Hyundai Sonata

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  • Predicted Reliability
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2020 Hyundai Sonata Ratings & Reliability
The redesigned Sonata returns to a sleek, coupe-like silhouette. The standard 191-hp, 2.5-liter four-cylinder is coupled to an eight-speed automatic and provides unobtrusive, linear power. An optional 180-hp, turbocharged 1.6-liter engine is also available. Handling is responsive but the ride is a touch firm. The cabin looks modern, although we lament the use of buttons for the gear selector. An 8-inch touch screen comes standard and is easy to use. A larger screen comes on high-end versions but that eliminates the radio's tuning knob. Heated and cooled front seats are optional as well as other upscale features. Standard advanced safety features include forward collision warning, automatic emergency braking with pedestrian detection, and lane keeping assist. A hybrid version arrives later.
  • Road Test
  • Predicted Reliability
  • Predicted Owner Satisfaction
2019 Hyundai Sonata Ratings & Reliability
This competitive sedan stands out for, among other attributes, its excellent rear-seat room, easy cabin access, and user-friendly controls. Handling is taut and secure, but the ride is on the firm side, and it's no longer as comfortable as it was before the 2018 freshening. The base 2.4-liter, four-cylinder engine is coupled to a smooth six-speed automatic that returns 28 mpg overall in our tests. A more powerful 2.0-liter turbo mated to an eight-speed automatic is optional. The Eco uses a 1.6-liter, turbo four-cylinder paired with a seven-speed automatic. Outward visibility is a strong point. Blind spot warning is standard; forward collision warning and automatic emergency braking, optional. Plug-in and hybrid versions are available; the latter returned an impressive 39 mpg overall in our tests. The generous interior makes for a very pleasant sedan.
2015 Redesign Year
Hyundai Sonata 2018
The 2015 Sonata models may be less stylish than the previous generation but it remains a roomy, comfortable riding sedan with easy to use controls. The rear seat is particularly generous. Handling isn't particularly engaging, but secure. Most versions have a 2.4-liter four-cylinder engine and six-speed automatic that make for an unobtrusive powertrain. We got 28 mpg overall. High end versions get a more powerful 2.0-liter turbo that makes the car quicker and quieter. The hybrid version has the same virtues, but with the added initial boost of the electric drive. Unlike other hybrids, it has a conventional automatic transmission rather than a continuously variable one, giving the car a more natural feel. We got an impressive 39 mpg with it.
Average Retail Price Trade-in Price Reliability Verdict Owner Satisfaction View Local Inventory
2018 $15,625 - $23,350 $12,605 - $21,005
2017 $13,400 - $20,550 $10,540 - $18,305
2016 $12,000 - $18,325 $9,185 - $16,035
2015 $10,450 - $14,800 $7,670 - $11,720
2011 Redesign Year
Hyundai Sonata 2014
The 2011 to 2014 generation was a major leap forward in terms of style and capability. The base four-cylinder supplies reasonable acceleration and returned 27 mpg overall in our testing. We also tested the more powerful 2.0-liter turbo that gives the car more oomph and got 25 mpg overall. Controls are easy to use. Handling is fairly nimble, but the ride is rather firm. Road noise is evident in all versions, which makes the car feel less substantial. We suggest finding a Sonata with the optional power driver's seat; otherwise the seat might be too low and lack some adjustments. The swoopy styling made for challenging rear visibility and rear-seat access.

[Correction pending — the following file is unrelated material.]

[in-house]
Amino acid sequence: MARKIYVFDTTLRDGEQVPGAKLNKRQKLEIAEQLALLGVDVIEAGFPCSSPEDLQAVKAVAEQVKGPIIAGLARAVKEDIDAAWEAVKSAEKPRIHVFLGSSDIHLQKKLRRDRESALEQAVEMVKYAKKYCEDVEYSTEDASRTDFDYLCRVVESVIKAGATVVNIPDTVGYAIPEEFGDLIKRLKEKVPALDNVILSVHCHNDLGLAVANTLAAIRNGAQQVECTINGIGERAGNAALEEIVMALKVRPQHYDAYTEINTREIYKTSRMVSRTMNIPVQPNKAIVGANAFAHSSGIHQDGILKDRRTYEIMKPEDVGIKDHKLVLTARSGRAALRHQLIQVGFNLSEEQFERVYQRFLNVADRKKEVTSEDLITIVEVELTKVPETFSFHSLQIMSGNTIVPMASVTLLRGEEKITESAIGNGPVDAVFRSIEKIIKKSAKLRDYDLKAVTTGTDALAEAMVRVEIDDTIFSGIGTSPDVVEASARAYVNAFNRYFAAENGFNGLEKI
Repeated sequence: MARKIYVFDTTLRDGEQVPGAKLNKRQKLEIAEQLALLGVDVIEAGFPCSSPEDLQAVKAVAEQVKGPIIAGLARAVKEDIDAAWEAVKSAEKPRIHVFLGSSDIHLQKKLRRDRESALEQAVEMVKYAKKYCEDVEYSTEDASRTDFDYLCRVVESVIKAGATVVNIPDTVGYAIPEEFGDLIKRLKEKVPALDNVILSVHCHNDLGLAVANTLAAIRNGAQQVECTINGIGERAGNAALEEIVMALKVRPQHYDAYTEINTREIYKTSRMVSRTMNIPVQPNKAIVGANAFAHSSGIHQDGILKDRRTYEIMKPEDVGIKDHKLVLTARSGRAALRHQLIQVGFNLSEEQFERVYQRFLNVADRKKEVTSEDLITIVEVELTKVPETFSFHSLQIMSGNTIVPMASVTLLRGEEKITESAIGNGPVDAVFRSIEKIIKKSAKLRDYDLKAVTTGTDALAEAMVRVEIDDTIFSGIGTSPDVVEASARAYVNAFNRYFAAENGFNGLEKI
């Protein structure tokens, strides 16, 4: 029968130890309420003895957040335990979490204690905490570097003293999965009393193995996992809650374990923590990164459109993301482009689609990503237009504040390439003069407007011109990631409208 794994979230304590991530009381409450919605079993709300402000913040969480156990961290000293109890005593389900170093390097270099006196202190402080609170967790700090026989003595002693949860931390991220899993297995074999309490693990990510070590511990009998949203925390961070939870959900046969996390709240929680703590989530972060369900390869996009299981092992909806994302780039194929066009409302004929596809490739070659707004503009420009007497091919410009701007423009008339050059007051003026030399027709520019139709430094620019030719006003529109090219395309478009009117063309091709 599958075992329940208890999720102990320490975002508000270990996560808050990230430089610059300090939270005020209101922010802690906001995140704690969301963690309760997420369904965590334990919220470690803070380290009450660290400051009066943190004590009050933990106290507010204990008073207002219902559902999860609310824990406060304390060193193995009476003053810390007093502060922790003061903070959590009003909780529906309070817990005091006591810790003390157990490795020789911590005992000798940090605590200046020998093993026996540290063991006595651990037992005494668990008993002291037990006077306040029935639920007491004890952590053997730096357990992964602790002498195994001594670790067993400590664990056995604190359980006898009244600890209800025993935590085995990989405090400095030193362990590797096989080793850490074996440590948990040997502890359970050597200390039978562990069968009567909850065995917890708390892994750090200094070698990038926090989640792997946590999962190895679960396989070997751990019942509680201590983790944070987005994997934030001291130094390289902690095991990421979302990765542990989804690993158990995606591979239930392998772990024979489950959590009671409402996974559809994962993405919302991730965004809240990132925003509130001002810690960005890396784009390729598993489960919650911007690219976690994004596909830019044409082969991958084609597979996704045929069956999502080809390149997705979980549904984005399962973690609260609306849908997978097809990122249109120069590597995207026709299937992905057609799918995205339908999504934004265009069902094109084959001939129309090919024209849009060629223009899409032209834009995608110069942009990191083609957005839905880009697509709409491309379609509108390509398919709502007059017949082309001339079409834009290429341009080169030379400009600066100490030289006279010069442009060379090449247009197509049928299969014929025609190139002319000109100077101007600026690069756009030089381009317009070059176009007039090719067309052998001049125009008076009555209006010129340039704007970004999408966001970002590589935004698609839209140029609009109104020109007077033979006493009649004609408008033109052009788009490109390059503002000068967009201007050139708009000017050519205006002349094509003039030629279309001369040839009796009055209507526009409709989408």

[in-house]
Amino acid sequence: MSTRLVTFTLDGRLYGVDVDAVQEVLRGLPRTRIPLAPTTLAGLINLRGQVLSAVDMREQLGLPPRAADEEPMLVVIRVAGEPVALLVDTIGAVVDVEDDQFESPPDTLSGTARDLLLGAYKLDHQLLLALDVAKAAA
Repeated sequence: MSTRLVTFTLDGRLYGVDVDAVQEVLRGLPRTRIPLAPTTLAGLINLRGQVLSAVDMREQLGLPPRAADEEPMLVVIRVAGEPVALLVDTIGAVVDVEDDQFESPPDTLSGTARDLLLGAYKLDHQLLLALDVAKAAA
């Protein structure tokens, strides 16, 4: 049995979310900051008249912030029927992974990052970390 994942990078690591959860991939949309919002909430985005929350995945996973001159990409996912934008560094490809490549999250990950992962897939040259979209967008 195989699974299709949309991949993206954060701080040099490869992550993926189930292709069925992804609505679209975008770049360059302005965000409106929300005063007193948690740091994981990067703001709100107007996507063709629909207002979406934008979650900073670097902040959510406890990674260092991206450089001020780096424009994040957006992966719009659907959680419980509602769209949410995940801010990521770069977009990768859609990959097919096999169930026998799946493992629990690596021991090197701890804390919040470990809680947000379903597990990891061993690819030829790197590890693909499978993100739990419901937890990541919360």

Average Retail Price Trade-in Price Reliability Verdict Owner Satisfaction View Local Inventory
2014 $9,150 - $11,775 $6,400 - $8,850
2013 $7,000 - $9,400 $4,335 - $6,585
2012 $6,350 - $7,700 $3,735 - $4,985
2011 $5,450 - $6,875 $2,840 - $4,205
2006 Redesign Year
Hyundai Sonata 2010
Although stability control and side curtain airbags became standard for the 2006 Sonata, don't expect this generation to provide the same level of crash protection as the more recent Sonata models. The four-cylinder engine averaged 26 mpg, which was very good for that vintage. High-end versions came with a 3.3-liter V6, which was quieter and made the car smoother and quicker, but averaged only 21 mpg. Handling was rather ponderous, but ultimately secure. The ride seems absorbent at first, but broken pavement punches through in a pronounced way. The seats aren't very supportive, but the rear is roomy and visibility is unrestricted. Controls are easy to use.
Average Retail Price Trade-in Price Reliability Verdict Owner Satisfaction View Local Inventory
2010 $5,175 - $6,550 $2,545 - $3,845
2009 $4,475 - $5,325 $1,945 - $2,695
2008 $3,975 - $4,950 $1,545 - $2,345
2007 $3,600 - $3,900 $1,245 - $1,495
2006 $2,450 - $3,650 $540 - $1,290
Hyundai Sonata 2005
The Sonata grew larger and benefited from a much-improved interior design. The standard 2.0-liter four-cylinder engine got more power, and a 3.0-liter V6 was optional. The Sonata was redesigned 1999, gaining a more refined V6 and a quieter interior. It has a decent ride and secure, if not very nimble, handling. 2002 brought a facelift and a larger V6.
Average Retail Price Trade-in Price Reliability Verdict Owner Satisfaction View Local Inventory
2005 $2,450 - $2,975 $510 - $920
2004 $2,450 - $2,650 $510 - $665
2003 $2,450 - $2,650 $510 - $665
2002 $2,450 $510 - $520
2001 $2,450 $510
2000 $2,450 $510